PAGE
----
If you accept this characterization of left and right, then a crude theory of evolution would suggest that society works best when it includes the temperament of the left and the temperament of the right. If only one temperament were best, then societies dominated by that temperament would have thrived, and people with the opposite temperament would have died out.
The Authoritarian Left: Identity Politics
I see identity politics as inherently authoritarian. It buries individual rights under a suffocating blanket of class categories. It closes off rational discussion. It justifies unlimited prejudice against target groups. I reject identity politics because I believe that individual differences are larger and more significant than group differences.
If you compare the temperaments of men and women in terms of averages, you will find some differences. For example, some personality psychologists measure a characteristic called agreeableness, and on average women tend to be higher on this trait than men. But individually, there are many men who score higher on this trait than the average woman, and there are many women who score lower on this trait than the average man. Regardless of what the averages turn out to be, agreeableness is a trait of individuals, not of social categories.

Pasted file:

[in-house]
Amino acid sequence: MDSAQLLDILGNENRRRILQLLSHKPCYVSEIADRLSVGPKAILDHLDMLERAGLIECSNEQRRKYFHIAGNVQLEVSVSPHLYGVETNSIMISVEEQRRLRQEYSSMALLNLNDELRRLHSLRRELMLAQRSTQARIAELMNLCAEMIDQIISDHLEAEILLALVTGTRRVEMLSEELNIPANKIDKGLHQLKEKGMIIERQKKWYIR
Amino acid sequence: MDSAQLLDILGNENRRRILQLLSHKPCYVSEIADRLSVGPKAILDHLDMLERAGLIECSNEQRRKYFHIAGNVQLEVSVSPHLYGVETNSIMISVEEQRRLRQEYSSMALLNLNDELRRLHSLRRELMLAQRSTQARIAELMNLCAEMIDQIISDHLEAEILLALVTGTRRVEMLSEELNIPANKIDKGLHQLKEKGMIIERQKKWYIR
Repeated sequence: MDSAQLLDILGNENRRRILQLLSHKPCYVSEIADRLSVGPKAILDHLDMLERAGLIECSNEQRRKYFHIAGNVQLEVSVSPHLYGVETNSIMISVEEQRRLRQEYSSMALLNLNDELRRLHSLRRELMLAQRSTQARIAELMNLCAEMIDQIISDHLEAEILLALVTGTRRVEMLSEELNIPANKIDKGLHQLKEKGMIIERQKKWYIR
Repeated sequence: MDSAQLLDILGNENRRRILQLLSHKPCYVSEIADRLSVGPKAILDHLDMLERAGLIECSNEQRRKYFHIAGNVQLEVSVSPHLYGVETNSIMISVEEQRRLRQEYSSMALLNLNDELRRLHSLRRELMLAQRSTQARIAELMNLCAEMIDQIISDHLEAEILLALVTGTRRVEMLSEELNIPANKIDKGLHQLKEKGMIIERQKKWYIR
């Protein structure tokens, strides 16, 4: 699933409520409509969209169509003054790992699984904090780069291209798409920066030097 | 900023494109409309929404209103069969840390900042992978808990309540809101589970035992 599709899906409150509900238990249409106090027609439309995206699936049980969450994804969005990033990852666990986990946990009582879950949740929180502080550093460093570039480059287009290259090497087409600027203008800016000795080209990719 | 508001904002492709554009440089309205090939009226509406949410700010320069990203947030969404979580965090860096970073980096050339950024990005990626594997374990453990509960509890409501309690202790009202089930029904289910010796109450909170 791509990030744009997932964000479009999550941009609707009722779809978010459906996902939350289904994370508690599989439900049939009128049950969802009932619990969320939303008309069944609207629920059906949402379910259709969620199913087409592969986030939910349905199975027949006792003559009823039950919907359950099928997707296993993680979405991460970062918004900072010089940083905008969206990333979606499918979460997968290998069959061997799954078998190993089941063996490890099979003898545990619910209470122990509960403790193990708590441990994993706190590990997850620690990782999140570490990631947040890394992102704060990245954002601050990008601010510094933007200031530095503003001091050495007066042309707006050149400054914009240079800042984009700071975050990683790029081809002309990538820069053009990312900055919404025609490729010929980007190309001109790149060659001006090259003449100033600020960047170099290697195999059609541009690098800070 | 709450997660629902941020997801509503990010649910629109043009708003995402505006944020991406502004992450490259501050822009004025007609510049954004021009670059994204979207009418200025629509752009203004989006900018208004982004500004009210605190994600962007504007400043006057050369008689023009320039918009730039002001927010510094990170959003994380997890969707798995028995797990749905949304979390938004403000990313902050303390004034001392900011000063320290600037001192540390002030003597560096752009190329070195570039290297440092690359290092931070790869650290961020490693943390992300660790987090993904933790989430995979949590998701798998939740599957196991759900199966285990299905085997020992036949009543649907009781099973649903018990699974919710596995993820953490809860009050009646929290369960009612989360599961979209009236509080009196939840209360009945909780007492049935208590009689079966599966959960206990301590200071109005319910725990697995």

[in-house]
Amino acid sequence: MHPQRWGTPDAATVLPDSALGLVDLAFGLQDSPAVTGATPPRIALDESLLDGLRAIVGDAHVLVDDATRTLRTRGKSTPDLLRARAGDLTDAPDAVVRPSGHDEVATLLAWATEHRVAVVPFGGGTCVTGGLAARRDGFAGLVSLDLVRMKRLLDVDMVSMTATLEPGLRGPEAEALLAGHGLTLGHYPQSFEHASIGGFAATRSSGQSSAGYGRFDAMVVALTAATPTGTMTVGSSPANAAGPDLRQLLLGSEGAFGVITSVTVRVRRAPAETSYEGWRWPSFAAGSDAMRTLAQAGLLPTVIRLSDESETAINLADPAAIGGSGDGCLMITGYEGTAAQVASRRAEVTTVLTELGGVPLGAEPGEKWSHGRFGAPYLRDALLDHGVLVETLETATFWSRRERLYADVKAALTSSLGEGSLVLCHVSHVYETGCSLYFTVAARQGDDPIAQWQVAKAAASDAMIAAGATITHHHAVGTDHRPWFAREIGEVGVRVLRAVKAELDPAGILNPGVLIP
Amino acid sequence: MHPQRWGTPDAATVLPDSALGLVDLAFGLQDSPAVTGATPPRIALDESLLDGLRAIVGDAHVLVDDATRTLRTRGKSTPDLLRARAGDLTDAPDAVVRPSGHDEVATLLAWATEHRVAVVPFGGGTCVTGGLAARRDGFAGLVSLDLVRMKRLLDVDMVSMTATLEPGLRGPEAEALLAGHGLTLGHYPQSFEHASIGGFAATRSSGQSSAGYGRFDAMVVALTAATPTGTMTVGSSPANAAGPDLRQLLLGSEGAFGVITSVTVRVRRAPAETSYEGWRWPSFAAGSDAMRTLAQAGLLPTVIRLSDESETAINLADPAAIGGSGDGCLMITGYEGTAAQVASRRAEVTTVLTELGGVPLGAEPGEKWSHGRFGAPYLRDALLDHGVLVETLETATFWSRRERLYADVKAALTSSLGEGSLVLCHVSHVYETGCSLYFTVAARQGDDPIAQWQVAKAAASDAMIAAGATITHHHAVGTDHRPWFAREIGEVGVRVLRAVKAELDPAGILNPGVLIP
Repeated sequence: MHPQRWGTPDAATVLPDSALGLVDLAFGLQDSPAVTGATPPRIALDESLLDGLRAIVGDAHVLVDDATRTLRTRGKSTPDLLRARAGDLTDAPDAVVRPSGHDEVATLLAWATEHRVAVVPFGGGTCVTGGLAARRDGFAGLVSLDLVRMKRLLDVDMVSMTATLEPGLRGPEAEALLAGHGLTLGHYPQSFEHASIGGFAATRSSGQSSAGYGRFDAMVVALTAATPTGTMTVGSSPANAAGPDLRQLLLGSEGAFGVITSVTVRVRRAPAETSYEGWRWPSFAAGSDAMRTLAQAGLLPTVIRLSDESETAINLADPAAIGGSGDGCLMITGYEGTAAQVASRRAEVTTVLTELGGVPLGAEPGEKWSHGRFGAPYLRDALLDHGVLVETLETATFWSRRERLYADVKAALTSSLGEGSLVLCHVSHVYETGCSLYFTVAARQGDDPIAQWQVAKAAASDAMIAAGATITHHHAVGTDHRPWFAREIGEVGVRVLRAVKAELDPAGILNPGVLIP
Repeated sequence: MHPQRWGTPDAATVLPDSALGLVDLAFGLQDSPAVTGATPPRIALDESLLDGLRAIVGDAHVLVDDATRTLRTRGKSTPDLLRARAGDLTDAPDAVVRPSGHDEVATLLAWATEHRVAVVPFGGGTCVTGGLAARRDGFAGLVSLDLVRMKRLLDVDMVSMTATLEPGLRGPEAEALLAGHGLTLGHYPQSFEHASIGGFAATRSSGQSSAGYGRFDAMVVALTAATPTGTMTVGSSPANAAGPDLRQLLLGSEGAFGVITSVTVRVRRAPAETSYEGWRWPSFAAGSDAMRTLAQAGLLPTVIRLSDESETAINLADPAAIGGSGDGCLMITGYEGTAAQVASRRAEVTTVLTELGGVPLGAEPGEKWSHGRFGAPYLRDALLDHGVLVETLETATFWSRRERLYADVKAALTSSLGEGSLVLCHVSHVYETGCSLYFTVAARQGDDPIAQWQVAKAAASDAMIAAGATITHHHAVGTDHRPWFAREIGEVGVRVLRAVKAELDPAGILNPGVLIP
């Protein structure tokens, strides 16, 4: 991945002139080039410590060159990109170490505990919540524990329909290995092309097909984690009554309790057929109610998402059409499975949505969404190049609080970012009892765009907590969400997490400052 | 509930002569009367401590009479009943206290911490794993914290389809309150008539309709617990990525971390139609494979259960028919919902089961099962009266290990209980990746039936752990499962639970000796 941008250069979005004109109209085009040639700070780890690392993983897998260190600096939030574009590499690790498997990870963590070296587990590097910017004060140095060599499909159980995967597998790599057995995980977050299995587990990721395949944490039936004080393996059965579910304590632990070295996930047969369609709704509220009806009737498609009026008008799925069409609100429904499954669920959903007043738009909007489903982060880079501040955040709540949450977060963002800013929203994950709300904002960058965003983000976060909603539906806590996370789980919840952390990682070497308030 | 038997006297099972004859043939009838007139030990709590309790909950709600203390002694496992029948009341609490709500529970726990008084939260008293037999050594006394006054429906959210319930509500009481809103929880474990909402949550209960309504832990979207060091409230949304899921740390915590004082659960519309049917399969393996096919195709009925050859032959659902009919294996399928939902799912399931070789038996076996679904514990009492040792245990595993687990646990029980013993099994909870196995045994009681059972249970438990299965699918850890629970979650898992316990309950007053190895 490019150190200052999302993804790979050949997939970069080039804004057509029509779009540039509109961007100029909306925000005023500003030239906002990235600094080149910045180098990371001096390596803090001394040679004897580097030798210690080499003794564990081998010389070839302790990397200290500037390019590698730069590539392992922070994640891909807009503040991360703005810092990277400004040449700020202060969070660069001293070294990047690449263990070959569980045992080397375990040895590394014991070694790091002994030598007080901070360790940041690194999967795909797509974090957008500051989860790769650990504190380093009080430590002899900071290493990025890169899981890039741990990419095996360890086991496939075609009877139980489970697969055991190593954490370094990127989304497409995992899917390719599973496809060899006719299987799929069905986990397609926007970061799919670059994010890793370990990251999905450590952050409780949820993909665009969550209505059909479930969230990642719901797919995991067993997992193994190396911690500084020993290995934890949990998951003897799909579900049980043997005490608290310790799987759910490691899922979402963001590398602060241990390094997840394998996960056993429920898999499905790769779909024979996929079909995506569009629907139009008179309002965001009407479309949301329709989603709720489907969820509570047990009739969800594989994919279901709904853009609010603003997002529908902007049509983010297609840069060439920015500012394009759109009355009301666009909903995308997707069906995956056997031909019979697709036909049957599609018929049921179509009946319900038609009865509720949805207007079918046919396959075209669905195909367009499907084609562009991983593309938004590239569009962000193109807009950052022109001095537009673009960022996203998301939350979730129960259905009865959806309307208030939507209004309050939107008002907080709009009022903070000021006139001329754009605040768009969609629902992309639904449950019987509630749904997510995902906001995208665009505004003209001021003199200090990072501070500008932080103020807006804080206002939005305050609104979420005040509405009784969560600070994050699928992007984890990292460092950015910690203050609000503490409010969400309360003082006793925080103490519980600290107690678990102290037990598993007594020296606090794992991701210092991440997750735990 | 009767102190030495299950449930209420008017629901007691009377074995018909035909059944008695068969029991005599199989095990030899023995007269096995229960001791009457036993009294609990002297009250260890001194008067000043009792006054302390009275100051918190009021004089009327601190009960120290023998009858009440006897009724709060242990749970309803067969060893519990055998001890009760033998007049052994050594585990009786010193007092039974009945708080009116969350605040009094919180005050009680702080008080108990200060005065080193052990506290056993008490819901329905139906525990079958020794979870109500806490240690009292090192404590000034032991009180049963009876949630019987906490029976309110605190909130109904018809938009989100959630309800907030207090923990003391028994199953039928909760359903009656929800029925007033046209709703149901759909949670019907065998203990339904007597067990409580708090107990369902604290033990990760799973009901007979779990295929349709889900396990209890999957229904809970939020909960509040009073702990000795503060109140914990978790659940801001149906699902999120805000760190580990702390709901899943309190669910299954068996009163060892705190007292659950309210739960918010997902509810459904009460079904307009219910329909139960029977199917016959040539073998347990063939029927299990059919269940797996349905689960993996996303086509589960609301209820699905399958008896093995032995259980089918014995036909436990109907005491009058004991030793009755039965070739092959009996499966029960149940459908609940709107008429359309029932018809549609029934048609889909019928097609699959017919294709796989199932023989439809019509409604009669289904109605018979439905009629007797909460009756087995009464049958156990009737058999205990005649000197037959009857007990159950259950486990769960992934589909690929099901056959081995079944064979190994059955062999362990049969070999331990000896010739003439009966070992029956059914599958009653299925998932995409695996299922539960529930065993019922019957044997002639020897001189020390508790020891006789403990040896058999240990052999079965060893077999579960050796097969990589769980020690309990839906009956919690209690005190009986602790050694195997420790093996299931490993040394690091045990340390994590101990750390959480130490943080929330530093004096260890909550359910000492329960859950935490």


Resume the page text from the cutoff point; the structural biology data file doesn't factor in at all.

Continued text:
According to identity politics, no individual can claim to have ideas that are valid for everyone. There is only one objective truth in the world, which is that certain social categories have power over others. Otherwise, people’s beliefs are merely tools in these power struggles among social classes.
For identity politics, social categories are seen as overwhelming individuality. Identity politics treats men as inherently having more power than women, whites as inherently having more power than blacks, and straights as having inherently more power than LGBTs, regardless of individual characteristics.
In fact, if one looks at who occupies positions of power in the United States, we can see differences in averages across social categories. But there are many women who occupy higher positions than the average man, there are many blacks who occupy higher positions than the average white, and there are many LGBTs who occupy higher positions than the average straight.